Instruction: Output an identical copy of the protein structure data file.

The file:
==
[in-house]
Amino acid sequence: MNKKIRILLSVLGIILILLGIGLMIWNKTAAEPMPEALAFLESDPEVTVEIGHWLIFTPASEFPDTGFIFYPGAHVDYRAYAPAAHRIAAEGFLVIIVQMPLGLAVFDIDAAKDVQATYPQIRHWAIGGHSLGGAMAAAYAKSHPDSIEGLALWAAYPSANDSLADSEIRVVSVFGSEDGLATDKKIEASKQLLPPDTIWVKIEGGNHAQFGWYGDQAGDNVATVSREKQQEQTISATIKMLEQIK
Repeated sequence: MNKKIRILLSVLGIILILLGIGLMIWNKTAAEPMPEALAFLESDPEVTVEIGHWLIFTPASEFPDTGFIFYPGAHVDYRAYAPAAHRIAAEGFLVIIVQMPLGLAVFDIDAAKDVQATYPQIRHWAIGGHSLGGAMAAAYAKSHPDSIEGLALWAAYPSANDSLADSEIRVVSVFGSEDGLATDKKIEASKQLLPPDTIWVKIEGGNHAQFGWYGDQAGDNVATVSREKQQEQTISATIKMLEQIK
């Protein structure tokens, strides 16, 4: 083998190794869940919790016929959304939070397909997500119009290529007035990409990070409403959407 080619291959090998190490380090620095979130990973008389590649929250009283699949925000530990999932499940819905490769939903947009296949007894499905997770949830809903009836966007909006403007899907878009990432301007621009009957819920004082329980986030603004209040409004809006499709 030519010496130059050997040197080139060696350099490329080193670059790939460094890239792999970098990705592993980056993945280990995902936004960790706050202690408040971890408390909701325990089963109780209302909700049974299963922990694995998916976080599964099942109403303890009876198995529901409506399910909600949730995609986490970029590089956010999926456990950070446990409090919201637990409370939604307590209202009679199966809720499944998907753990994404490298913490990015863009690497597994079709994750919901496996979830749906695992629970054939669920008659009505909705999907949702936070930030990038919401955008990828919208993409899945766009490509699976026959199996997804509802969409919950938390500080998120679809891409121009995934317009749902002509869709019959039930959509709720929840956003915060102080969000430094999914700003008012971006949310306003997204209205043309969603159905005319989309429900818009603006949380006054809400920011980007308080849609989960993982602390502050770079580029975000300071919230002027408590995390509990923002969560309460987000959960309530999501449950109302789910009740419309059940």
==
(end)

[in-house]
Amino acid sequence: MNKKIRILLSVLGIILILLGIGLMIWNKTAAEPMPEALAFLESDPEVTVEIGHWLIFTPASEFPDTGFIFYPGAHVDYRAYAPAAHRIAAEGFLVIIVQMPLGLAVFDIDAAKDVQATYPQIRHWAIGGHSLGGAMAAAYAKSHPDSIEGLALWAAYPSANDSLADSEIRVVSVFGSEDGLATDKKIEASKQLLPPDTIWVKIEGGNHAQFGWYGDQAGDNVATVSREKQQEQTISATIKMLEQIK
Repeated sequence: MNKKIRILLSVLGIILILLGIGLMIWNKTAAEPMPEALAFLESDPEVTVEIGHWLIFTPASEFPDTGFIFYPGAHVDYRAYAPAAHRIAAEGFLVIIVQMPLGLAVFDIDAAKDVQATYPQIRHWAIGGHSLGGAMAAAYAKSHPDSIEGLALWAAYPSANDSLADSEIRVVSVFGSEDGLATDKKIEASKQLLPPDTIWVKIEGGNHAQFGWYGDQAGDNVATVSREKQQEQTISATIKMLEQIK
């Protein structure tokens, strides 16, 4: 083998190794869940919790016929959304939070397909997500119009290529007035990409990070409403959407 080619291959090998190490380090620095979130990973008389590649929250009283699949925000530990999932499940819905490769939903947009296949007894499905997770949830809903009836966007909006403007899907878009990432301007621009009957819920004082329980986030603004209040409004809006499709 030519010496130059050997040197080139060696350099490329080193670059790939460094890239792999970098990705592993980056993945280990995902936004960790706050202690408040971890408390909701325990089963109780209302909700049974299963922990694995998916976080599964099942109403303890009876198995529901409506399910909600949730995609986490970029590089956010999926456990950070446990409090919201637990409370939604307590209202009679199966809720499944998907753990994404490298913490990015863009690497597994079709994750919901496996979830749906695992629970054939669920008659009505909705999907949702936070930030990038919401955008990828919208993409899945766009490509699976026959199996997804509802969409919950938390500080998120679809891409121009995934317009749902002509869709019959039930959509709720929840956003915060102080969000430094999914700003008012971006949310306003997204209205043309969603159905005319989309429900818009603006949380006054809400920011980007308080849609989960993982602390502050770079580029975000300071919230002027408590995390509990923002969560309460987000959960309530999501449950109302789910009740419309059940």